Conspicuous in the new plans is the apparent absence of a surrounding neighborhood. Thus, a structure that once stood as the spiritual heart of a physical community will now be repackaged as the idealized temple on a hill.

Not that I have anything against grandeur or symbolism. Each has their place. But the church suggests this rebirth will add centuries to the building’s life. Assuming that’s true, what are the ramifications when the building is embedded in a physical context that many believe has increasingly diminished prospects?

Or, as Mouzon puts it, “Only after a place has been made sustainable does it make sense to discuss sustainable buildings.”

That’s not outside the parish’s reach. It simply depends on their vision. If their goal is to remain a relevant spiritual hub over decades (if not centuries), they may want to broaden their approach to reflect the fact that their days as an auto-dependent destination may be numbered.

Could the church transcend its sprawl-intensive landscape to once again, as circumstances change, serve as the heart of a vibrant physical community? Maybe yes. Gwinnett County, where the church is located, has been the site of some intriguing suburban mall retrofit proposals and, on an even more related note, Grenfell Architecture has spelled out a great proposal for transitioning a sprawling, suburban lot to a denser, transit-friendly urban neighborhood, developed over time by a church that would sit at its center.

It all goes to show just how fractured the whole conversation is. In no way discounting the church’s efforts, they’re just one more example of how far we’ve yet to go. If only there were some resource that put all the issues – transportation, land use, environmental and historic preservation, energy depletion, community sustainability, cultural identity, agriculture, and more – on the same page so individual efforts could better plug into a more cohesive big picture.

We could call it the Good Book.

–Scott Doyon

What We’re Reading: Leon Krier’s “Architecture of Community”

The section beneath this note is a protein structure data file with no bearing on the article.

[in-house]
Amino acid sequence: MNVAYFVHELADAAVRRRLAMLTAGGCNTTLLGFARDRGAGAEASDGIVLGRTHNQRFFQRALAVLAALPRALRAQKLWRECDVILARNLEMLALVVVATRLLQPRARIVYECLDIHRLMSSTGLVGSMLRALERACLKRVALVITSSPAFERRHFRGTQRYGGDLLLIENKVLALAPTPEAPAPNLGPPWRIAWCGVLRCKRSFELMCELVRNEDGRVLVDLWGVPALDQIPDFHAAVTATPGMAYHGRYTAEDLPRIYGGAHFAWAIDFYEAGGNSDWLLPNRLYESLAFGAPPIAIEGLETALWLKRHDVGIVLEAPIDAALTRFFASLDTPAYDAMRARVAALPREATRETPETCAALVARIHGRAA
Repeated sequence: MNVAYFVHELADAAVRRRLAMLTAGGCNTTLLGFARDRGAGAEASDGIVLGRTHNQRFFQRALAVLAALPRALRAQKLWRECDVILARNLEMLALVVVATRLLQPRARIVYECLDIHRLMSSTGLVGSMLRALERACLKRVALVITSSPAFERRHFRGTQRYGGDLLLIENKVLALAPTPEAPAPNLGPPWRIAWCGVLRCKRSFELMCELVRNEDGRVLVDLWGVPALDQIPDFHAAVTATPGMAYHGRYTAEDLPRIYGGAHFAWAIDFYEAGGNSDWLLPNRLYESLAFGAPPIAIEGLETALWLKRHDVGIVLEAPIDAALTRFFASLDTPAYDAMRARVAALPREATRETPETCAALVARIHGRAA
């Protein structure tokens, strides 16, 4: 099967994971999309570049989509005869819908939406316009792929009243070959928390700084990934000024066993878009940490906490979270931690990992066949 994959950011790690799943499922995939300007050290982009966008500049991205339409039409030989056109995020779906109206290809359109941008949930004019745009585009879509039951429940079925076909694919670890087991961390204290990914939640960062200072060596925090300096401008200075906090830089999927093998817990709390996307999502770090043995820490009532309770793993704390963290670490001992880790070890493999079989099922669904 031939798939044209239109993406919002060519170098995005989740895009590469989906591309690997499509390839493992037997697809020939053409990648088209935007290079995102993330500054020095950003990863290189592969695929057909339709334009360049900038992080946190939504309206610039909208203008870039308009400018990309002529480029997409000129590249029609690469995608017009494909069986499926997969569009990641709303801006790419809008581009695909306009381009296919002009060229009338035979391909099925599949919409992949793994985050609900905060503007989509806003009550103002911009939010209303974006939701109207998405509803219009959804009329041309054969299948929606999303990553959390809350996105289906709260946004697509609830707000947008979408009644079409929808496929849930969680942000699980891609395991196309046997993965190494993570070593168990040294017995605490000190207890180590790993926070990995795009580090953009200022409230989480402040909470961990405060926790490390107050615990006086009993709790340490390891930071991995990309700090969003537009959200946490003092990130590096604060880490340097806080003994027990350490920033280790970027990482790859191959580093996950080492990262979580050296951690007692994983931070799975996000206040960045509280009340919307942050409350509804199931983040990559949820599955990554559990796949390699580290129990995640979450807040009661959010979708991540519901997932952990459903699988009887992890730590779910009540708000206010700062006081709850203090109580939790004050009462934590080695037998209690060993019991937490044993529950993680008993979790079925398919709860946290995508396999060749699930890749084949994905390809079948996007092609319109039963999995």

In 1984, Bruce Springsteen told Rolling Stone Magazine that he had albums of unreleased songs and that one day he would “put those out because there was good material in there.” In 1998, he did just that, releasing a beautiful 4-disc set of unreleased songs. Being a long-time devotee, I was more than a little impressed that, though it took fifteen years, I could still count on Springsteen to keep his word.

A "handy publication" indeed.

A "handy publication" indeed.

During a 2003 charrette, as I asked Mr. Leon Krier to sign my well-worn copy of Architecture: Choice or Fate (Andreas Papadakis Publisher, 1998), he noted that he hadn’t seen too many of his books in the States. In my lame attempt to impress Mr. Krier (no, I didn’t tell him I was a Springsteen fan) I told him that my copy had been found at Powell’s Book Store in Portland and I then began to recite my complete collection of Leon Krier books–L.K. Houses, Palaces, Cities (Academy, 1984) and Rational Architecture (AAM, 1978)–and where I had found them. Mr. Krier gently interrupted me to say something about the need for a “handy publication of my architectural and planning ideas.”

As quoted from the book’s Author’s Note above, Mr. Krier has kept to his word and done just that. The Architecture of Community is a seamless read and a comprehensive publication of his architectural and planning ideas crafted over 40 years. The 443 pages read quickly, as more than half of the book is filled with his poignant cartoons, vignettes, and parti. Eagerly, I read the book over the weekend, trying to not bend the corners or dint the dust jacket.

However, the book’s pristine condition will not last, as I have already begun to use the book as my primary reference guide for architecture and urban composition and theory. I tend to view my daily professional life as tilting at windmills of conventional architecture and urban design, and Mr. Krier’s pithy cartoons lighten this perception, both literally and figuratively. This book contains well-known images from past books as well as new images, photographs, projects, observations and captions.